Download and update the Spybot software first.  Run it to remove adware and spyware from your machine.  Then download, update, and run the Ad-Aware software.  Accept the Spybot options to protect your machine if you would like to safeguard against problems.  In addition the Spybot software offers the opportunity to backup your computer settings or registry.  I recommend you do this just in case. 

 Note that you might be required to reboot your machine and run the software again to remove programs running in the background on your machine.  The software products will provide you with caveats concerning the removal of adware.  You will be warned that adware will be removed and therefore will not function.  Running these programs does pose a risk of damaging your system; however, the risk posed by most spyware is greater.

 If you want to avoid pop-ups and you are not running Windows XP,  I suggest you consider the free pop-up blocker from Google.  MSN and Yahoo also offer pop-up blockers.  Yahoo has one that claims to scan for spyware.  I found the Google blocker relatively unobtrusive and easy to configure.  Check out this site before you decide on a free pop-up blocker it has information on configuring these blockers.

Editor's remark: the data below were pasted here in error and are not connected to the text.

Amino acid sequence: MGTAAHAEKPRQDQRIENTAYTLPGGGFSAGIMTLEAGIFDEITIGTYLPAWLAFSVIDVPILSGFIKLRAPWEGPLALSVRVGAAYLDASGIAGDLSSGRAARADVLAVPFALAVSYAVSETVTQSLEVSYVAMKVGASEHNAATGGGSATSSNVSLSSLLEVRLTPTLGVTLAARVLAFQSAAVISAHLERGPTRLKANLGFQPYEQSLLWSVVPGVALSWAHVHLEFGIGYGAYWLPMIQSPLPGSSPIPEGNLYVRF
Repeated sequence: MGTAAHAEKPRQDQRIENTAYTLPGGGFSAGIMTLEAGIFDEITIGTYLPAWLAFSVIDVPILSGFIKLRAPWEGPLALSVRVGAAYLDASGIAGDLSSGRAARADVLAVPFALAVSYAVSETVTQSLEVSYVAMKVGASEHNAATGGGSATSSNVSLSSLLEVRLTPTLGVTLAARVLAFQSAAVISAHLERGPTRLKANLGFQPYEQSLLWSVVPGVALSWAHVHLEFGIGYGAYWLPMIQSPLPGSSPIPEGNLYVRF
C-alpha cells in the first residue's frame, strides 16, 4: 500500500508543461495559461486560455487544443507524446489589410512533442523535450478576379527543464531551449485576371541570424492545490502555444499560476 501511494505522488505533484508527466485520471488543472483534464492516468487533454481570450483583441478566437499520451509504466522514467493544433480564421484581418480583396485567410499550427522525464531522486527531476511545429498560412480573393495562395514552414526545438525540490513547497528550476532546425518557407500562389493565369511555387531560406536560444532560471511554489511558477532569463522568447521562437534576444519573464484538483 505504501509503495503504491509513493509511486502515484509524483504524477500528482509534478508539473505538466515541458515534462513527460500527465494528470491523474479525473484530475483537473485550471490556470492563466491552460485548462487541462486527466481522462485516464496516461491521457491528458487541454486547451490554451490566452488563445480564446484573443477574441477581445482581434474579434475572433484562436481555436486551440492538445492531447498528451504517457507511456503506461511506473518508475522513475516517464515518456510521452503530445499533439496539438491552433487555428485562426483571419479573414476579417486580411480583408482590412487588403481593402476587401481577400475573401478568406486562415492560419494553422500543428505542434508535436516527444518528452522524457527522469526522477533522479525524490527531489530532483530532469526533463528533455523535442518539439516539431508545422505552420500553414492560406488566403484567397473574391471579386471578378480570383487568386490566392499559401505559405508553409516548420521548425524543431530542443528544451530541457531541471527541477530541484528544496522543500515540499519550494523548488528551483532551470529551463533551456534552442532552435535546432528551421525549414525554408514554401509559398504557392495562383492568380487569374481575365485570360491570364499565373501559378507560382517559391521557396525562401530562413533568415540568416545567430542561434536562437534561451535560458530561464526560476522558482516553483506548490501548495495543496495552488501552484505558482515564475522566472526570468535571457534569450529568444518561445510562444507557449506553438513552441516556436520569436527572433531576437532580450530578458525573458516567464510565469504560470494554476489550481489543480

If you want to be more aggressive in avoiding spyware and adware that capitalize on Microsoft’s Internet Explorer, an alternative might be to consider Mozilla’s Foxfire browser.  See for more information.  This browser has many interesting features such as the ability to open multiple web pages and tab between them.  I have not tried out this alternative as I understand a drawback is that some web pages just don’t work with it.

 Larger offices should consider restricting user rights to install software as a solution to avoiding the problem.  The Windows operating system is easily configured to restrict a user’s ability to install software.  Smaller offices without a network administrator or offices running a multitude of frequently updated software may find this to be too restrictive.

Executive Summary

Adware and spyware are essentially an outgrowth, and many times an abuse of the interactivity built into web browsing software.  The browsers ability to remember information about sites users visit (cookies) can be a useful tool.  And ActiveX and Java tools that create an interactive web browsing experience add depth and interest to the Internet.  An industry has evolved that attempts to abuse these tools in order to gather marketing information or sell sometimes legitimate, but many times illegal, illicit, or fraudulent goods and services.

The good news is that these problems can often be easily avoided and prevention is the cure.  Tools available by updating your Windows XP operating system to service pack 2, and/or installing software available for free on the Internet should all but eliminate the issue.  Policies restricting the installation of new software packages may also help prevent the problem.  As with all computer security issues a trade off exists between the cost of preventing the problem and the benefit obtained by doing so.